Christmas Waltz: 1) Matthew Weiner & Michael Uppendahl. 2) Rich Sommer, Michael Gladis & Jared Harris
The Other Woman: 1) Matthew Weiner & Semi Chellas. 2) Elisabeth Moss, Christina Hendricks & Jon Hamm
Commissions and Fees: 1) Matthew Weiner & Andre & Maria Jacquemetton. 2) Christopher Manley & Jared Harris
The Phantom: 1) Matthew Weiner & Jonathan Igla. 2) Jessica Paré & Julia Ormond
Mad Men Say the Darndest Things (16:41) – In amongst all the show clips is a short discussion on the writing style of the show and how the writers come up with the witty dialogue.
What is There to Love if not the Enigma? (17:10) - A profile looking at the life and work of artist Giorgio de Chirico, the inspiration of which devised this season's central image and official poster (also the cover of the Blu-ray).
The Party of the Century (23:05) – Deborah Davis and Peter Duchin take a look at Truman Capote’s infamous Black and White Ball.
Scoring Mad Men: Inside a Session (21:14) - Composer David Carbonara, orchestrator Geoff Stradling and scoring mixer James T. Hill take us behind the scenes in a recording session for the show.
Scoring Mad Men: Themes of Season 5 (27:56) - Composer David Carbonara, orchestrator Geoff Stradling and scoring mixer James T. Hill take us behind the scenes in what it takes to score a typical episode of the series.
The Uniform Time Act of 1966 (5:22) – Pictorial history of Daylight Saving Time with relevance to the USA.
Blu-ray VerdictIt may have taken two years, but season five of Mad Men is back and it’s better than ever. Critically acclaimed and the recipient of numerous nominations and awards, season five continues the story of advertising company Sterling Cooper Draper Pryce in the turbulent sixties where race riots, the Vietnam war, civil liberties and flower power may form the backdrop but are nothing compared to the internal politics of the firm itself. Don Draper’s identity story having come to a conclusion last season has meant that there is a new focus to the show, it is now allowed to breathe with all the characters and their interconnecting and multi-layered story arcs forming a very cohesive whole. The show continues to be the most stylish and sexy show on TV, and with a re-invigorated focus this year propels it even further, making it a clear must see.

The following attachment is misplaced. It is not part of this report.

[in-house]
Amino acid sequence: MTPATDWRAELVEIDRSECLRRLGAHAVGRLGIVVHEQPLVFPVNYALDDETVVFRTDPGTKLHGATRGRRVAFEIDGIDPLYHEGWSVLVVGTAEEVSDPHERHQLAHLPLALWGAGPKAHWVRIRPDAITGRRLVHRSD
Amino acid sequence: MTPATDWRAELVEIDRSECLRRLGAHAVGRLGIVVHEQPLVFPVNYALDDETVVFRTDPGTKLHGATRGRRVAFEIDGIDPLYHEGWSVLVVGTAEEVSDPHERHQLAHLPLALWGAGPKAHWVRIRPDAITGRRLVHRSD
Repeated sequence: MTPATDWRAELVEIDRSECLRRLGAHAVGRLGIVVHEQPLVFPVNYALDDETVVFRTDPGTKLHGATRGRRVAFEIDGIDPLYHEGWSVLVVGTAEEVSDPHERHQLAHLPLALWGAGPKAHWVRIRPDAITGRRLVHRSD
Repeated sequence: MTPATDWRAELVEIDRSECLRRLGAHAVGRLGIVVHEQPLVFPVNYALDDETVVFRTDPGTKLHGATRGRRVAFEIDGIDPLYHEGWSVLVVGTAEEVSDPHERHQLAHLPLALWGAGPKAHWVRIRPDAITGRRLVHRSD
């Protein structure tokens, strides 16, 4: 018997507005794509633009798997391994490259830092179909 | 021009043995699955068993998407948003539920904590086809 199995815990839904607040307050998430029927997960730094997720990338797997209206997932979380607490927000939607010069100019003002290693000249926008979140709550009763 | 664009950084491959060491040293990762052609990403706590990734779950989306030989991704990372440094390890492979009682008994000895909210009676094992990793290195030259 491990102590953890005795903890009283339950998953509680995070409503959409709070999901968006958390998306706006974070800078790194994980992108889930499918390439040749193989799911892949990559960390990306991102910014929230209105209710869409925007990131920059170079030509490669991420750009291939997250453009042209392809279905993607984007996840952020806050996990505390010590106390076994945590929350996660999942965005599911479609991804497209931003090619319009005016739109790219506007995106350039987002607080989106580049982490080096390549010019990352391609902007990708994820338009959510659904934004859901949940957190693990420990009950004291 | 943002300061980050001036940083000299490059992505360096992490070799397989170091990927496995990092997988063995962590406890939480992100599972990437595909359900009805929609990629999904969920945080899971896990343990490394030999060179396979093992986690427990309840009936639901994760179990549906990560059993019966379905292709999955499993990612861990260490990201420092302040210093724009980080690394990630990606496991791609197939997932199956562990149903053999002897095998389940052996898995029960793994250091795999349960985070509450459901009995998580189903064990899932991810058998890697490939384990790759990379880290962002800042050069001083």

As a Blu-ray set Lionsgate have another excellent package boasting top notch picture and sound and a slew of extra features that are both informative and entertaining. Whilst is it preferable to have seen the preceding seasons, and I would strongly advocate seeing them before embarking on the Mad Men journey, you could pick up this season as a one off as it takes a new direction and pushes the established characters in new ways meaning it feels somewhat like a re-boot. It is the best of the series so far and comes highly recommended.